You may have heard of a dancer-turned-investor named Nicholas Darvas who startled Wall Street with his "How I Made $2,000,000 in the Stock Market." The book distinguished itself in the simplicity of its approach. So how did he do it? The common-sense attitude he displayed is still inspirational today.
To begin, Darvas dealt only in stocks which were "in tune with the jet age," growth stocks. He selected only those that appeared to be developing trading activity and strength. No attempt was made to buy a stock at the bottom; instead, he took action only after it had begun to rise.
He watched his selected stocks and kept charts, which consisted of a series of "boxes." If a stock should move up to a higher box and stay there, he would buy it. If it should move down to a lower box, he would sell.
For instance, if a stock had fluctuated in a 55 to 60 range, that would be its first box. Then, if the stock should move out of that range to fluctuate in a range of 60 to 67, that would be his next box. If the stock should demonstrate its ability of staying in that box, he would buy it, and place a stop-loss order to sell a few points below the buying price. If the stock should rise, he would raise the stop-loss price. If it should fall through the stop-loss price, he would be automatically sold out.
Mr. Darvas called his method "Techno-fundamentalism," but it is essentially a technical approach based on the idea that market is its own indicator. It is "fundamentalism" only in the sense that he used a daily market average of industrial stocks as a basic indicator of the stock market trend. Stock prices may indeed be determined by fundamental values in the long run, but he concerned himself only with what the market was doing at the moment.
Behind this seemingly rather simple approach is a much deeper theory, which sees the price of any stock as a reflection, at a given moment, of the sum total of hopes and fears of investors and speculators. And this reflection is considered registered in the price of that stock at any given moment. The price of the stock itself may then serve as a stimulant for buying or selling.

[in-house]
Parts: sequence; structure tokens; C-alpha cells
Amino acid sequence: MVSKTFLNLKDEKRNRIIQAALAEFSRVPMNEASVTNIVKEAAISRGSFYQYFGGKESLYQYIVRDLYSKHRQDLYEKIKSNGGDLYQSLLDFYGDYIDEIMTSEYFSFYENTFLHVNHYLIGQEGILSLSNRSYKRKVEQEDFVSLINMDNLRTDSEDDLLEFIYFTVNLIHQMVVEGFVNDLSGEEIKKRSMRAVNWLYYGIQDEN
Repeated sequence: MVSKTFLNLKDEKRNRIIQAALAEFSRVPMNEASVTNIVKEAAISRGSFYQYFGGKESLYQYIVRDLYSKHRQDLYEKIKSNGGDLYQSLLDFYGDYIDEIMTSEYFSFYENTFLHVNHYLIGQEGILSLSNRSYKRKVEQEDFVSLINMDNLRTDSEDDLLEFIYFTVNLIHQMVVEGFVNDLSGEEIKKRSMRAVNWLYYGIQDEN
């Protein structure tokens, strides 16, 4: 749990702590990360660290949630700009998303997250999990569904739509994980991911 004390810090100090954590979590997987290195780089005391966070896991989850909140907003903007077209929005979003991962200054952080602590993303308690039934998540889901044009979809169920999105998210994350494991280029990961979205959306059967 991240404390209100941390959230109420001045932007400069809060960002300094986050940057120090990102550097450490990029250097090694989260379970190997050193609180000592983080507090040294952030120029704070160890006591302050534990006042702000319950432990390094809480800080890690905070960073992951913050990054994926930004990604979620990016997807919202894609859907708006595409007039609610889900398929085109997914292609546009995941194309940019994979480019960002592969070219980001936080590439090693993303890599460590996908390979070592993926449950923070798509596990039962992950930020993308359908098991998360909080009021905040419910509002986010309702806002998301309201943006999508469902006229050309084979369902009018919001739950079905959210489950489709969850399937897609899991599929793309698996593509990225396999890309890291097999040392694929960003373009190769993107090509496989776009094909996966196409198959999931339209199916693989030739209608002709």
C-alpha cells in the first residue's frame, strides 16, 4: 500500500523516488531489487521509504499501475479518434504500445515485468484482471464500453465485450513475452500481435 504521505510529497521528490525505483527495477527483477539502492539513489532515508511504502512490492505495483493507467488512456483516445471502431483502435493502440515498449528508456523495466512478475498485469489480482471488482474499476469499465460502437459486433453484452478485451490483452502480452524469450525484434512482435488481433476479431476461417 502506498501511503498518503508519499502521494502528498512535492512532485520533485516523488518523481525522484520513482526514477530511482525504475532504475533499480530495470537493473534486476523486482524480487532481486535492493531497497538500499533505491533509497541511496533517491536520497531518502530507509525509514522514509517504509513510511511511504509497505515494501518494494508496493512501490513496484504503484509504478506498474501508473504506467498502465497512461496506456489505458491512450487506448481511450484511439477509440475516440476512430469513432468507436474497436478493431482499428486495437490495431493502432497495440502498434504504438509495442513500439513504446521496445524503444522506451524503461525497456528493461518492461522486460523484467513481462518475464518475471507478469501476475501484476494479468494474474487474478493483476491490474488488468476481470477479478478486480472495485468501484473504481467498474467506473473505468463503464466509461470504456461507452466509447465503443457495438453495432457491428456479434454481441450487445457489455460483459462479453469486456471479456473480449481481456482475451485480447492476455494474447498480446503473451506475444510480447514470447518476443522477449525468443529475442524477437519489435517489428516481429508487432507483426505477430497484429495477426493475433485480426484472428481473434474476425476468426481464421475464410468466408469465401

The usefulness as well as limitations of this technical approach has been used by many professionals in one form or another. In his "The Sophisticated Investor," Burton Crane, financial columnist of The New York Times, recommends it in the following words:
"Don't be too eager to get in on the ground floor. Sacrifice a little of the profits to make sure that somebody else believes what you've been told. In other words, let volume and price up a bit before you buy. Increased price and volume are the only confirmation that matter."
People who are not familiar with market behavior may not like the idea of buying a stock with its price already up a bit. Surely it would be better to buy at 10 than at 12. What is at stake, however, is something considerably more important than a couple of points.
What would happen if what you have believed true should turn out to be mere rumor? The risks would be considerably higher in the case of little known stocks. They would be hard to dispose of, even at a bargain price, in time of trouble. By their very nature, little known stocks have what traders call a "thin market" even under normal conditions. In abnormal market conditions, as when information turns out to be rumor, an obscure stock could mean crisis. You might be lucky to get out of it with half of your investment.
Take a page from Darvas' book and begin your own dance with investing. Partners change, tunes change, but the basics of good investing remain true.